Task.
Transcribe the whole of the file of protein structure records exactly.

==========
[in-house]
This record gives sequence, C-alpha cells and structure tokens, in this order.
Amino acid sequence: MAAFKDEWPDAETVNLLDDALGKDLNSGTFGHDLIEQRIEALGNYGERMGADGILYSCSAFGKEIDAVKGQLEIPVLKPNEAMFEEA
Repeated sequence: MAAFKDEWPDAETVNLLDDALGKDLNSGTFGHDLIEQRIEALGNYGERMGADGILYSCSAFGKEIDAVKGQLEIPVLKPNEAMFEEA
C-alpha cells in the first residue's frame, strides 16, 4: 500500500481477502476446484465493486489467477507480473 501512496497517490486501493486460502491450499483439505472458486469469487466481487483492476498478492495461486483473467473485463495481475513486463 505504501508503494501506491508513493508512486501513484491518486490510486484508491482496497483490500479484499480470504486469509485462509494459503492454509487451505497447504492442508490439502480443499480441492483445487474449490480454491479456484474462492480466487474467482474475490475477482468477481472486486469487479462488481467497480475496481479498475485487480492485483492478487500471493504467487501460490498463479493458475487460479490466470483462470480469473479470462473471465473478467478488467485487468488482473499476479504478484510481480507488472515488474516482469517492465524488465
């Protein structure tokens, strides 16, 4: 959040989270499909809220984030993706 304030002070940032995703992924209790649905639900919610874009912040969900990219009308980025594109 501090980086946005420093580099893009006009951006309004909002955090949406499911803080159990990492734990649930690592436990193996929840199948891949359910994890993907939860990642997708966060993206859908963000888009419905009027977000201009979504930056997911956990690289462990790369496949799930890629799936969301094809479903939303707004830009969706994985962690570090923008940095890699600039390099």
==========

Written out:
[in-house]
This record gives sequence, C-alpha cells and structure tokens, in this order.
Amino acid sequence: MAAFKDEWPDAETVNLLDDALGKDLNSGTFGHDLIEQRIEALGNYGERMGADGILYSCSAFGKEIDAVKGQLEIPVLKPNEAMFEEA
Repeated sequence: MAAFKDEWPDAETVNLLDDALGKDLNSGTFGHDLIEQRIEALGNYGERMGADGILYSCSAFGKEIDAVKGQLEIPVLKPNEAMFEEA
C-alpha cells in the first residue's frame, strides 16, 4: 500500500481477502476446484465493486489467477507480473 501512496497517490486501493486460502491450499483439505472458486469469487466481487483492476498478492495461486483473467473485463495481475513486463 505504501508503494501506491508513493508512486501513484491518486490510486484508491482496497483490500479484499480470504486469509485462509494459503492454509487451505497447504492442508490439502480443499480441492483445487474449490480454491479456484474462492480466487474467482474475490475477482468477481472486486469487479462488481467497480475496481479498475485487480492485483492478487500471493504467487501460490498463479493458475487460479490466470483462470480469473479470462473471465473478467478488467485487468488482473499476479504478484510481480507488472515488474516482469517492465524488465
């Protein structure tokens, strides 16, 4: 959040989270499909809220984030993706 304030002070940032995703992924209790649905639900919610874009912040969900990219009308980025594109 501090980086946005420093580099893009006009951006309004909002955090949406499911803080159990990492734990649930690592436990193996929840199948891949359910994890993907939860990642997708966060993206859908963000888009419905009027977000201009979504930056997911956990690289462990790369496949799930890629799936969301094809479903939303707004830009969706994985962690570090923008940095890699600039390099």